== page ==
Jackson in Hinds County, Mississippi — The American South (East South Central)
Scott Radio Service Company
Scott Radio Service Company, located at 128 North Gallatin Street, just north of this site, was one of the first businesses in Mississippi to offer professional recording technology. The Jackson-based Trumpet record label used the Scott studio for sessions with blues legends Sonny Boy Williamson (Rice Miller) and Elmore (Elmo) James, along with many other blues, gospel, and country performers, from 1950 to 1952. Owner Ivan M. Scott later moved the company to 601C West Capitol Street.
Mississippi is famed as a rich source of musical talent, but few artists were commercially recorded in the state prior to World War II. Recording technology was prohibitively expensive and most studios were located in northern cities, although companies sometimes sent teams south to set up equipment in hotel rooms or other facilities to record local artists. The OKeh label recorded in Jackson in 1930 and the American and Brunswick record corporations did sessions in Jackson in 1935 and Hattiesburg in 1936, but otherwise the only early blues recordings done in Mississippi were conducted by folklorists, including
In the wake of World War II dramatic technological, social, legal, and economic developments transformed the recording industry. Many new independent labels emerged, often catering to the new rhythm & blues and country & western markets, including Jackson’s Trumpet Records, founded by Willard and Lillian McMurry. The label initially had to outsource the recording of artists, and held its first session in April of 1950 at local radio station WRBC, which like many other stations at the time had equipment for recording commercials and in-house programming. In November of that year Trumpet began recording country, gospel, and blues artists at Scott Radio Service Company, operated by Ivan M. Scott (1907-1986), a Florida native who came to Jackson in the 1930s. Scott, who worked at various times as an appliance repairman, Columbia Records representative, jukebox operator, WRBC radio engineer, and communications consultant, opened shop here with Ernest A. Bradley, Jr., under the name Radio Service Company around 1947. Scott, who soon became sole owner of the firm, recorded music on a disc cutting machine for the Trumpet sessions, although many recording studios were using tape by the early '50s.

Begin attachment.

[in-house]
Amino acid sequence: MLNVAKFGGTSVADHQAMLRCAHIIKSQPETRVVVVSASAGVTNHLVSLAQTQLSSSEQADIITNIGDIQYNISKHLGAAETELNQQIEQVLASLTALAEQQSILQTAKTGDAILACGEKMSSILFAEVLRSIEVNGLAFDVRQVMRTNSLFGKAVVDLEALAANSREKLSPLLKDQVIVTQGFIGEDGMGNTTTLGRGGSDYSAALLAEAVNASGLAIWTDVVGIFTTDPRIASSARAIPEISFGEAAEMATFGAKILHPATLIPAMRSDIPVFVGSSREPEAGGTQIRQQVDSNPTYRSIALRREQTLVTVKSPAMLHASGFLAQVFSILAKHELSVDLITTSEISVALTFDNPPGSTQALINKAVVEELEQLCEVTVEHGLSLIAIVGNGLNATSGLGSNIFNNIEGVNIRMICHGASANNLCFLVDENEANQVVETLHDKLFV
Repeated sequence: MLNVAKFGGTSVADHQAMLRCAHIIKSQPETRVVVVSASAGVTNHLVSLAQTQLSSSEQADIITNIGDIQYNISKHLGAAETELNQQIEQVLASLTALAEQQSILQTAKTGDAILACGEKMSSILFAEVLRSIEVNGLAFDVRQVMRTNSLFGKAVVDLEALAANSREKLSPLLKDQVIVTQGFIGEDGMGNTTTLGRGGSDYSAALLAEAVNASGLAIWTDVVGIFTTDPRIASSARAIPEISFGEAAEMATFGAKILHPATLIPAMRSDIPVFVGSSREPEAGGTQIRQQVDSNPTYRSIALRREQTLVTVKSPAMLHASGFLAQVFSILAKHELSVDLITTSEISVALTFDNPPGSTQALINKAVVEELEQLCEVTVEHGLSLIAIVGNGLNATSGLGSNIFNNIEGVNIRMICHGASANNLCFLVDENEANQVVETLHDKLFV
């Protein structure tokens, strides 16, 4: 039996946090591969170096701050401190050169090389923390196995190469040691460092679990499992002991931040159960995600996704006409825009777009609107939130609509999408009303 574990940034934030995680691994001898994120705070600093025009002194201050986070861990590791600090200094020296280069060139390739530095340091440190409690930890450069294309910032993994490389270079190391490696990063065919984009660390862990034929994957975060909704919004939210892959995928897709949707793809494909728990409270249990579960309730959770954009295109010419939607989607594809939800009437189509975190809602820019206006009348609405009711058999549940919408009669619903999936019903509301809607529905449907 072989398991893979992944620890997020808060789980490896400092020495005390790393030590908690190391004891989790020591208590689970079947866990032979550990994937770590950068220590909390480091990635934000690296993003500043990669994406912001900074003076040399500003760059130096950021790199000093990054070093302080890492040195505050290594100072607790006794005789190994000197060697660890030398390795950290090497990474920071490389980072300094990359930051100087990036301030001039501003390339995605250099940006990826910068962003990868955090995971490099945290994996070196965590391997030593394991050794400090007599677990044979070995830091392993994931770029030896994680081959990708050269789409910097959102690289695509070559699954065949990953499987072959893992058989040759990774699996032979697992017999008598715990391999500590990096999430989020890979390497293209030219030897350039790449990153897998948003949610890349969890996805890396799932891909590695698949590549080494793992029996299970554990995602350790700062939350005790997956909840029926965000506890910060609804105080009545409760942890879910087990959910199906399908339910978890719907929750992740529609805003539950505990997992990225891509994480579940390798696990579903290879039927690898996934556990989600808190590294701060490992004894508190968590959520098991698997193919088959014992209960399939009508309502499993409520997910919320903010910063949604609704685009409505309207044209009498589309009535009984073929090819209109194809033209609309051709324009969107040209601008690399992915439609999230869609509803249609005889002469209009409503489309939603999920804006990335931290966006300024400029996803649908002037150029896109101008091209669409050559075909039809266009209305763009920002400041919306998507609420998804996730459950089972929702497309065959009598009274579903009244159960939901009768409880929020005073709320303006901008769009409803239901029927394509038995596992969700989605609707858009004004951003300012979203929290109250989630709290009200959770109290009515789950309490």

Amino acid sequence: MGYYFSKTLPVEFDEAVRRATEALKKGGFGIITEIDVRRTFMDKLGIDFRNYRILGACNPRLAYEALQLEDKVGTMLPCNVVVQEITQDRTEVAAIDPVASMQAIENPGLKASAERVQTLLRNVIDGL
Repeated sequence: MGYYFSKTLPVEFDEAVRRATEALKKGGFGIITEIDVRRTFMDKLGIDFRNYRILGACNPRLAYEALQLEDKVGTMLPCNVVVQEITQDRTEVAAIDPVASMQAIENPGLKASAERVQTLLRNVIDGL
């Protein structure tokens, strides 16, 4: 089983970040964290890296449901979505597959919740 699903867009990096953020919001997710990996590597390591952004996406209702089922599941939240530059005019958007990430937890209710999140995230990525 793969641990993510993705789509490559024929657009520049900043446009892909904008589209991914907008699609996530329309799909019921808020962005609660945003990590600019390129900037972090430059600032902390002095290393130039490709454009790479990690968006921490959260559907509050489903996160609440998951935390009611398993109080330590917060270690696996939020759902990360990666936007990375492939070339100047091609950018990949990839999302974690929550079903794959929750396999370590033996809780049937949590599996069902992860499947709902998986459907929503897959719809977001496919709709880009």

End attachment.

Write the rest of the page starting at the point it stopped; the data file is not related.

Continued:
Scott engineered more than seventy recordings for Trumpet, including the first releases by Elmore James (“Dust
Erected 2010 by the Mississippi Blues Commission. (Marker Number 116.)
Topics and series. This historical marker is listed in these topic lists: African Americans • Arts, Letters, Music • Entertainment • Industry & Commerce. In addition, it is included in the Mississippi Blues Trail series list. A significant historical month for this entry is April 1950.
Location. 32° 18.056′ N, 90° 11.554′ W. Marker is in Jackson, Mississippi, in Hinds County. Marker is at the intersection of North Gallatin Street and West Capitol Street, on Touch for map. Marker is at or near this postal address: North Gallatin Street, Jackson MS 39203, United States of America. Touch for directions.
Other nearby markers. At least 8 other markers are within walking distance of this marker. Edwards Hotel (about 600 feet away, measured in a direct line); 217 W. Capitol (approx. 0.2 miles away); Ace Records (approx. 0.2 miles away); Original SEC Office (approx. 0.2 miles away); Summers Hotel & Subway Lounge (approx. ¼ mile away); H.C. Speir (approx. ¼ mile away); Woolworth's Sit-in (approx. 0.3 miles away); Trumpet Records (approx. 0.3 miles away). Touch for a list and map of all markers in Jackson.
Also see . . . Mississippi Blues Trail website. (Submitted on November 2, 2015, by Mark Hilton of Montgomery, Alabama.)
Credits. This page was last revised on June 16, 2016. It was originally submitted on November 2, 2015, by Mark Hilton of Montgomery, Alabama. This page has been viewed 321 times since then and 40 times this year. Photos: 1, 2, 3, 4, 5, 6, 7. submitted on November 2, 2015, by Mark Hilton of Montgomery, Alabama.